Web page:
Breast Cancer Survival Rates – A Widening Racial Gap

Holy Hormones Journal:  Don’t women suffer enough without suffering from a disparity in health care? For shame. Women need to take of care of their sisters.  It is surely not going to come from the medical complex.  If one woman suffers – we all suffer. Never forget this.

Tackling a Racial Gap in Breast Cancer Survival

The New York Times
By December 20, 2013

Mary Singleton, 57, learned in July that she had Stage 4 breast cancer. .Cover photo by Ruth Fremson.

Mary Singleton, 57, learned in July that she had Stage 4 breast cancer. .Cover photo by Ruth Fremson.

MEMPHIS — After her doctor told her two months ago that she had breast cancer, Debrah Reid, a 58-year-old dance teacher, drove straight to a funeral home. She began planning a burial with the funeral director and his wife, even requesting a pink coffin.

Sensing something was amiss, the funeral director, Edmund Ford, paused. “Who is this for?” he asked. Ms. Reid replied quietly, “It’s for me.”

Aghast, Mr. Ford’s wife, Myrna, quickly put a stop to the purchase. “Get on out of here,” she said, urging Ms. Reid to return to her doctor and seek treatment. Despondent, Ms. Reid instead headed to her church to talk to her pastor.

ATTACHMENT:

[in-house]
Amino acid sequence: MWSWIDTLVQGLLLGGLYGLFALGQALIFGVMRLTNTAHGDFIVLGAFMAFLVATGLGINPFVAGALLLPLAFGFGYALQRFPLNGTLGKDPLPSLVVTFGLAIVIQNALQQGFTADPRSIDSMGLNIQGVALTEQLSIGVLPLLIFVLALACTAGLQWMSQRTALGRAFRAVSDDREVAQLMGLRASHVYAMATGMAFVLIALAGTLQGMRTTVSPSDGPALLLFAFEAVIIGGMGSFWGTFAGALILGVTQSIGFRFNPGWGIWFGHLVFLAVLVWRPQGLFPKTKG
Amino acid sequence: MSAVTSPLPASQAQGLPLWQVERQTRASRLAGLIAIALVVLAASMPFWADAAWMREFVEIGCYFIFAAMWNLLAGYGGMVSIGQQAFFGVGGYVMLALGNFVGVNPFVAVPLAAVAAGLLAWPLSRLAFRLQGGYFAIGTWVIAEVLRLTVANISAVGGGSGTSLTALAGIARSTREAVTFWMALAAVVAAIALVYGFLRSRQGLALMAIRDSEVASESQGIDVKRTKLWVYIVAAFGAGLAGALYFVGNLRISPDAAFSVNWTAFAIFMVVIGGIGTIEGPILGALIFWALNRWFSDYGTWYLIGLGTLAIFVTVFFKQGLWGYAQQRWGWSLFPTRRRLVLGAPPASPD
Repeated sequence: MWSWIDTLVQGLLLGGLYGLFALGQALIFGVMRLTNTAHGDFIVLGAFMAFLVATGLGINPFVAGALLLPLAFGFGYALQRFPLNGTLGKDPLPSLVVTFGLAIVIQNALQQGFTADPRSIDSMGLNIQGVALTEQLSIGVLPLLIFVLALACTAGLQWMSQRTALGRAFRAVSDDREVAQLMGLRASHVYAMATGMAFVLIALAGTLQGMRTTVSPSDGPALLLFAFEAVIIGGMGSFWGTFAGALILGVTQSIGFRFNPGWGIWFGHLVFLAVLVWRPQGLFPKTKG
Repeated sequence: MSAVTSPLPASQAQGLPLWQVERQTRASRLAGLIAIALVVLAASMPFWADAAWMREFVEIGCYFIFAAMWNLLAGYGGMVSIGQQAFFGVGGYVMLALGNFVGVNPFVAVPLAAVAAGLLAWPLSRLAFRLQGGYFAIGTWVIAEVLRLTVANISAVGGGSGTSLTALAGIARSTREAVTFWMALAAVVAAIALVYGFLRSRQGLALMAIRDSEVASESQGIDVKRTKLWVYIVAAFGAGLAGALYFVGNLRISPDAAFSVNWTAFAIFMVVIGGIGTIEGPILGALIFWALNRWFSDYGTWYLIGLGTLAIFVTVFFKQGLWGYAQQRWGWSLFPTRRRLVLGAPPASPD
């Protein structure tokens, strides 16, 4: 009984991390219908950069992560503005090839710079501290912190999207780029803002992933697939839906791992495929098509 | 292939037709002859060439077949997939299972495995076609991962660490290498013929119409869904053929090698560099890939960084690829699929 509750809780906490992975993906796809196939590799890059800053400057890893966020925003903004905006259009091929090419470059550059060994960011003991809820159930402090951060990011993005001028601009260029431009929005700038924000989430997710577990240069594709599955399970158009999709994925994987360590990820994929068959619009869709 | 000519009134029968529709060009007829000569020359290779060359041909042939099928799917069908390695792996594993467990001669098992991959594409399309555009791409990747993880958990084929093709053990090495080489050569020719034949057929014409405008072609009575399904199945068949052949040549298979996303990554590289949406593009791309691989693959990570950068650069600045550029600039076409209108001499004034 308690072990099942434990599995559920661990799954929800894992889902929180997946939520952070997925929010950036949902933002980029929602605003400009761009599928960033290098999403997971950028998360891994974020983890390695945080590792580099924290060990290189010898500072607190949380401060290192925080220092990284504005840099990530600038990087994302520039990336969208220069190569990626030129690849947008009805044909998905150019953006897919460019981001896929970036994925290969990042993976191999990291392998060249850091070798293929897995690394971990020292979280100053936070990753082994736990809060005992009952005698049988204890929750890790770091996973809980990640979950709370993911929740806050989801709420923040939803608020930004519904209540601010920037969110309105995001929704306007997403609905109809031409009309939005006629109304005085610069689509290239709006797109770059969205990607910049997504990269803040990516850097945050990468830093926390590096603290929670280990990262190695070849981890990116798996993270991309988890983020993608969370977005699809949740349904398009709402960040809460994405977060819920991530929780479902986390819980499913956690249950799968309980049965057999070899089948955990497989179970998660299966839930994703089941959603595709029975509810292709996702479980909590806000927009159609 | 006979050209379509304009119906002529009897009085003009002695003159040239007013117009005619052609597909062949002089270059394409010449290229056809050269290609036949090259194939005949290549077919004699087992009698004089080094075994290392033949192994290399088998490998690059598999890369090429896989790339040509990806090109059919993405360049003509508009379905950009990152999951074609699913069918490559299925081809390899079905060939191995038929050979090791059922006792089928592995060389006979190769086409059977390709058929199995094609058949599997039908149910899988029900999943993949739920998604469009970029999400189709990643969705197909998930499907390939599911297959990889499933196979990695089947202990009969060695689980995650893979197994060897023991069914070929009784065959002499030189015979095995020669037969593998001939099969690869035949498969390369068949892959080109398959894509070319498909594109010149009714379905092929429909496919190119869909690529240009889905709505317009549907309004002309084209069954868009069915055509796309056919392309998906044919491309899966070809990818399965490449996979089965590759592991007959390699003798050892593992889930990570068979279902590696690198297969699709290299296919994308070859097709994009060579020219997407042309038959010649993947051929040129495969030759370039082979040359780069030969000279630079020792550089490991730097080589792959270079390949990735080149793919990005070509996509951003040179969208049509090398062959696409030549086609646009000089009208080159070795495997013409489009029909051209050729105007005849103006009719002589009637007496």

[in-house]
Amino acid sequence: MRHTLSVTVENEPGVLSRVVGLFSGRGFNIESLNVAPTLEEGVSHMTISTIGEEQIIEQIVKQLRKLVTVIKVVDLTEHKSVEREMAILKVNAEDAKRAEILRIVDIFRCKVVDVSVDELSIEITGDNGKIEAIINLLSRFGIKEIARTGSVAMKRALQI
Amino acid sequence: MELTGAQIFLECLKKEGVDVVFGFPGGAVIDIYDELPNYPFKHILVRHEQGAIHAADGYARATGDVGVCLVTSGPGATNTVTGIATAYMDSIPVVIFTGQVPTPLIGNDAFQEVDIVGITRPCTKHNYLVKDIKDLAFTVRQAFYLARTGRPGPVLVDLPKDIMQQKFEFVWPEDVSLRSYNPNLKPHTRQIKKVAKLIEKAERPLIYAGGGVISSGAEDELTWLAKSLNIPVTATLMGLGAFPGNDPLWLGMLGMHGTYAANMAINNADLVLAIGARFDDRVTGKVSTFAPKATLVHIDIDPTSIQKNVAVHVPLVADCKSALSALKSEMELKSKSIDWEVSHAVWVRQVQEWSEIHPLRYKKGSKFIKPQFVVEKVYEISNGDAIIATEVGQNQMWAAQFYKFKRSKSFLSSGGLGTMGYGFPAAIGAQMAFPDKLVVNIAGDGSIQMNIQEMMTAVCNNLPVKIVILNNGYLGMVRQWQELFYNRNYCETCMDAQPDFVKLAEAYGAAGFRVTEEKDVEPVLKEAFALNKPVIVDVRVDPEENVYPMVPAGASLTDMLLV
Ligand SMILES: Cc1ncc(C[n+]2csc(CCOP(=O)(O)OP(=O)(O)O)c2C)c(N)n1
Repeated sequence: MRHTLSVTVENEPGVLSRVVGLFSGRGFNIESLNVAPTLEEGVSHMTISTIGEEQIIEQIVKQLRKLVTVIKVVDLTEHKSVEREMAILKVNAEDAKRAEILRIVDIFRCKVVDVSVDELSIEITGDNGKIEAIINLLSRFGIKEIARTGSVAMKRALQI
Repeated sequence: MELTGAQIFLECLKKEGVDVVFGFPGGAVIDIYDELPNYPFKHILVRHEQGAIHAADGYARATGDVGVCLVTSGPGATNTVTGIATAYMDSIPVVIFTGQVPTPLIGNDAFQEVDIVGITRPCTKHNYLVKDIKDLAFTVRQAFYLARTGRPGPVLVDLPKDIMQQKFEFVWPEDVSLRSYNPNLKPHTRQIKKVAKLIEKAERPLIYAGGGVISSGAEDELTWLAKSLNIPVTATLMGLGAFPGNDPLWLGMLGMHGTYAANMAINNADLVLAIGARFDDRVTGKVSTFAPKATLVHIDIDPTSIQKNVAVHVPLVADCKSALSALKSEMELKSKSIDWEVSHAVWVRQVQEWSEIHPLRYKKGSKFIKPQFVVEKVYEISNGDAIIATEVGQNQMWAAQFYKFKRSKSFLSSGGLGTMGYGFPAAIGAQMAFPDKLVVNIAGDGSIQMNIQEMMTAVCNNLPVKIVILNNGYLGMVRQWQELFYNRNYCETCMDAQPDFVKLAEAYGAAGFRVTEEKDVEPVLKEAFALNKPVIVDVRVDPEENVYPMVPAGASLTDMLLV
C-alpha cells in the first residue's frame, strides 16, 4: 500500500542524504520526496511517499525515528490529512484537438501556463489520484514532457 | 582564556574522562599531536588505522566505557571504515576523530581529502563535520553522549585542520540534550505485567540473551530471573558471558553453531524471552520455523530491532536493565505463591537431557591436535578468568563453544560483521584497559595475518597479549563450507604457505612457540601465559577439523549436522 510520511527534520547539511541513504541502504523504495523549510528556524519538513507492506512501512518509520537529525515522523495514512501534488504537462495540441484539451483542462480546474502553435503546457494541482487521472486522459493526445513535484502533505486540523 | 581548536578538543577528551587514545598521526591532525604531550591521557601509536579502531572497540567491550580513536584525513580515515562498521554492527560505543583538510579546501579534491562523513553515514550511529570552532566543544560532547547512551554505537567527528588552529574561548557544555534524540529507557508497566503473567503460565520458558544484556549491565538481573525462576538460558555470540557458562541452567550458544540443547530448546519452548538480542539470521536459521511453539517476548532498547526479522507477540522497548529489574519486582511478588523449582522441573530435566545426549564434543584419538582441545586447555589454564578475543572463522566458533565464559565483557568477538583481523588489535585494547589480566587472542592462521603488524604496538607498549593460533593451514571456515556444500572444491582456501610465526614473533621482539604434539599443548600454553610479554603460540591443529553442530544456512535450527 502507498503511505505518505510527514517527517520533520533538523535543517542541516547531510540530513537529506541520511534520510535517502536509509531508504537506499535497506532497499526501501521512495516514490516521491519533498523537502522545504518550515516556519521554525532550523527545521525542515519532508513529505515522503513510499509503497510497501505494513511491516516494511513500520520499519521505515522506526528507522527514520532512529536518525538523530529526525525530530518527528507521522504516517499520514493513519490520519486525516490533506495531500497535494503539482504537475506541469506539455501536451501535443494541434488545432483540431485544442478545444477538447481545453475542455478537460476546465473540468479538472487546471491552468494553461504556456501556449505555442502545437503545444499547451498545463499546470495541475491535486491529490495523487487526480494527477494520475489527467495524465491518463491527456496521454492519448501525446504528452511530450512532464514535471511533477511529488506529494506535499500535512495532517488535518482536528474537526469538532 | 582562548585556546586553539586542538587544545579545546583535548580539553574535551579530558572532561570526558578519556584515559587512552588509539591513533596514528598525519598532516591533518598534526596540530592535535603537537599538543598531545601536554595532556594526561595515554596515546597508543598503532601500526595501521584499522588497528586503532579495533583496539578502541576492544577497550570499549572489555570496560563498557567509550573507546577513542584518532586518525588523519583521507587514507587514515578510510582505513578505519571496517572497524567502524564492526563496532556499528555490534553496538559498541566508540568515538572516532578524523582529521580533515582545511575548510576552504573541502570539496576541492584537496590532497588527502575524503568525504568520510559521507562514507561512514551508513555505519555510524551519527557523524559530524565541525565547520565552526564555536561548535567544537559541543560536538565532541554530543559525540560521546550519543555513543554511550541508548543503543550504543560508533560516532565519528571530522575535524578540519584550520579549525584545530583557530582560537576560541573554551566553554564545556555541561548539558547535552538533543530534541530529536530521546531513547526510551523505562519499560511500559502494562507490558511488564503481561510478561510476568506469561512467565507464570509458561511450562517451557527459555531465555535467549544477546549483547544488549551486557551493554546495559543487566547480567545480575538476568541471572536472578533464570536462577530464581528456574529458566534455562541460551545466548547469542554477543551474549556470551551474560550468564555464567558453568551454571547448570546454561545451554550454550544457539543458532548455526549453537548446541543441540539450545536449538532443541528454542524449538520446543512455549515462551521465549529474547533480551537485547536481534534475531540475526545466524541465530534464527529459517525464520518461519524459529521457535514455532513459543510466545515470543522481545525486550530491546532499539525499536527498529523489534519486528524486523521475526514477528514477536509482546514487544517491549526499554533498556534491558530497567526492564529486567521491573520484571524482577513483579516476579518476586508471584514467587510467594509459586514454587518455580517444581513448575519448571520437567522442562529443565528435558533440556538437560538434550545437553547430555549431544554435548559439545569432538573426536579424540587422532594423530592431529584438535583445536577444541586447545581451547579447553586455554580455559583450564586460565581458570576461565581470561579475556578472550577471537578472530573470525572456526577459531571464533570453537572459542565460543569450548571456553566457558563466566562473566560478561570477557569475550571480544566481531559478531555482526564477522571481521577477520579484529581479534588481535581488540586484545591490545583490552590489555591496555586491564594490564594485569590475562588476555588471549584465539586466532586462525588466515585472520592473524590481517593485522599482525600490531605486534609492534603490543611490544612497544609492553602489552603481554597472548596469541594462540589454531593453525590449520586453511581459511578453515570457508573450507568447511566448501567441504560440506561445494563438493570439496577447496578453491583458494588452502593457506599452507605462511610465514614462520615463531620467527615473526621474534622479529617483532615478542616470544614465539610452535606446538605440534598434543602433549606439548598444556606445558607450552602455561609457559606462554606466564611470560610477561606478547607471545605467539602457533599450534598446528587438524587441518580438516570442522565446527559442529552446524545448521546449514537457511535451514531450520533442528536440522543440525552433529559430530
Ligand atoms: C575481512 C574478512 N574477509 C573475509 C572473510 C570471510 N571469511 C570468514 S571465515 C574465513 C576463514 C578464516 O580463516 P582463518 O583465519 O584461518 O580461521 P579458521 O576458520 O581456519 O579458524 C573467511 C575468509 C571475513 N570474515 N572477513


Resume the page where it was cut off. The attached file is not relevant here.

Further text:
“I was just going to sit down and die,” she says.

Like many other African-American women in Memphis and around the country, Ms. Reid learned about her breast cancer after it had already reached an advanced stage, making it difficult to treat and reducing her odds of survival. Her story reflects one of the most troubling disparities in American health care. Despite 20 years of pink ribbon awareness campaigns and numerous advances in medical treatment that have sharply improved survival rates for women with breast cancer in the United States, the vast majority of those gains have largely bypassed black women.

The cancer divide between black women and white women in the United States is as entrenched as it is startling. In the 1980s, breast cancer survival rates for the two were nearly identical. But since 1991, as improvements in screening and treatment came into use, the gap has widened, with no signs of abating. Although breast cancer is diagnosed in far more white women, black women are far more likely to die of the disease.

And Memphis is the deadliest major American city for African-American women with breast cancer. Black women with the disease here are more than twice as likely to die of it than white women.

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Author: Leslie Carol Botha

Author, publisher, radio talk show host and internationally recognized expert on women's hormone cycles. Social/political activist on Gardasil the HPV vaccine for adolescent girls. Co-author of "Understanding Your Mood, Mind and Hormone Cycle." Honorary advisory board member for the Foundation for the Study of Cycles and member of the Society for Menstrual Cycle Research.